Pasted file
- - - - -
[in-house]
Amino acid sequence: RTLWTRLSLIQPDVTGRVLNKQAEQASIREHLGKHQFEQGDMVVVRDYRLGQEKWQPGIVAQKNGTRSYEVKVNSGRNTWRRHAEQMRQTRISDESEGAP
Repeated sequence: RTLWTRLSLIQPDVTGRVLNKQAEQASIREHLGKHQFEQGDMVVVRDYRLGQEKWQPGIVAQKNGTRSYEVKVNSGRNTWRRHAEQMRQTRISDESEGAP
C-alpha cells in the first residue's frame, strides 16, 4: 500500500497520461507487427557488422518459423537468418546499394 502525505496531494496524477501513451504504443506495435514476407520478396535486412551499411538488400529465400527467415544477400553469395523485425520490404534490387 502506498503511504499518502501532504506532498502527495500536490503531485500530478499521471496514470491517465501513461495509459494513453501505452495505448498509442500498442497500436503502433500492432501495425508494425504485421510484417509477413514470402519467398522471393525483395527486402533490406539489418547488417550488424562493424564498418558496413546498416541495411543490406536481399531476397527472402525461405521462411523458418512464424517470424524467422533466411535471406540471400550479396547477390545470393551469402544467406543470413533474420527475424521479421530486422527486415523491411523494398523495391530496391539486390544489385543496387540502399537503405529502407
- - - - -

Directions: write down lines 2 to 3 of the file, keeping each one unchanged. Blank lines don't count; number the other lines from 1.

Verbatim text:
Amino acid sequence: RTLWTRLSLIQPDVTGRVLNKQAEQASIREHLGKHQFEQGDMVVVRDYRLGQEKWQPGIVAQKNGTRSYEVKVNSGRNTWRRHAEQMRQTRISDESEGAP
Repeated sequence: RTLWTRLSLIQPDVTGRVLNKQAEQASIREHLGKHQFEQGDMVVVRDYRLGQEKWQPGIVAQKNGTRSYEVKVNSGRNTWRRHAEQMRQTRISDESEGAP